Purpose: The goal of this study was to refine clinical MRS to optimize performance and then determine whether MRS-derived biomarkers reliably identify painful discs, quantify degeneration severity, and forecast surgical outcomes for chronic low back pain (CLBP) patients.
Methods: We performed an observational diagnostic development and accuracy study. Six hundred and twenty-three (623) discs in 139 patients were scanned using MRS, with 275 discs also receiving provocative discography (PD). MRS data were used to quantify spectral features related to disc structure (collagen and proteoglycan) and acidity (lactate, alanine, propionate). Ratios of acidity to structure were used to calculate pain potential. MRS-SCOREs were compared to PD and Pfirrmann grade. Clinical utility was judged by evaluating surgical success for 75 of the subjects who underwent lumbar surgery.
Results: Two hundred and six (206) discs had both a successful MRS and independent pain diagnosis. When comparing to PD, MRS had a total accuracy of 85%, sensitivity of 82%, and specificity of 88%. These increased to 93%, 91%, and 93% respectively, in non-herniated discs. The MRS structure measures differed significantly between Pfirrmann grades, except grade I versus grade II. When all MRS positive discs were treated, surgical success was 97% versus 57% when the treated level was MRS negative, or 54% when the non-treated adjacent level was MRS positive.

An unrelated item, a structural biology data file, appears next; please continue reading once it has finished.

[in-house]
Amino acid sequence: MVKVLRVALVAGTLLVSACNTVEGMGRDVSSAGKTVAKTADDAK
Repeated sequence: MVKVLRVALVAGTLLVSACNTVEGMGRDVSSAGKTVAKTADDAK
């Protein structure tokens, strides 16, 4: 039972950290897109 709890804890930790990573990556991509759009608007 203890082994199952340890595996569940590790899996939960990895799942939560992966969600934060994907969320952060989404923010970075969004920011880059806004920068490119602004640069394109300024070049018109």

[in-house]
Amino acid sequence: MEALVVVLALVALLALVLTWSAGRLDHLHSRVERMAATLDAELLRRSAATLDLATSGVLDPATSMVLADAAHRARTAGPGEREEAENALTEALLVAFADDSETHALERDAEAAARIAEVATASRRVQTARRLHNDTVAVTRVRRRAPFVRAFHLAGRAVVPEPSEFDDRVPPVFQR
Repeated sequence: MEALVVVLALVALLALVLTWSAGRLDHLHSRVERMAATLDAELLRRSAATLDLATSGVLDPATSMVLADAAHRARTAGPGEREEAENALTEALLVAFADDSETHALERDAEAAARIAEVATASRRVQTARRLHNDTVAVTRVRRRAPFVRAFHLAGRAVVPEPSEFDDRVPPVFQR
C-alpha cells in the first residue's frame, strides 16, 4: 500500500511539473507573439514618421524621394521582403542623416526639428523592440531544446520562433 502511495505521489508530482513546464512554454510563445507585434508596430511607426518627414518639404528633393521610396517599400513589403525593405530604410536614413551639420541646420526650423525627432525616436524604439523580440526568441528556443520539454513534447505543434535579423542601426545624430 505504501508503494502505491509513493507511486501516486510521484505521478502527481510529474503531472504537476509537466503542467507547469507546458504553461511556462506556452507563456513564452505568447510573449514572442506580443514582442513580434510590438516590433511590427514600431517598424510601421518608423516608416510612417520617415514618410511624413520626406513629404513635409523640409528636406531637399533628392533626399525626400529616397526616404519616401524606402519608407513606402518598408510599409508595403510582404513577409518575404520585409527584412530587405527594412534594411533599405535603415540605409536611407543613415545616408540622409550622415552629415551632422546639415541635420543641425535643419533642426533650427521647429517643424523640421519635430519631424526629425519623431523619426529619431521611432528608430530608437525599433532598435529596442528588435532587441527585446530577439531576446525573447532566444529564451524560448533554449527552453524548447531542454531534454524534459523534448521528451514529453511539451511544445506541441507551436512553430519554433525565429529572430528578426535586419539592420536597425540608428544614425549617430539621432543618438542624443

Conclusion: MRS correlates with PD and may support improved surgical outcomes for CLBP patients. Noninvasive MRS is a potentially valuable approach to clarifying pain mechanisms and designing CLBP therapies that are customized to the patient. These slides can be retrieved under Electronic Supplementary Material.
Keywords: Clinical outcomes; Diagnosis; Low back pain; Magnetic resonance spectroscopy.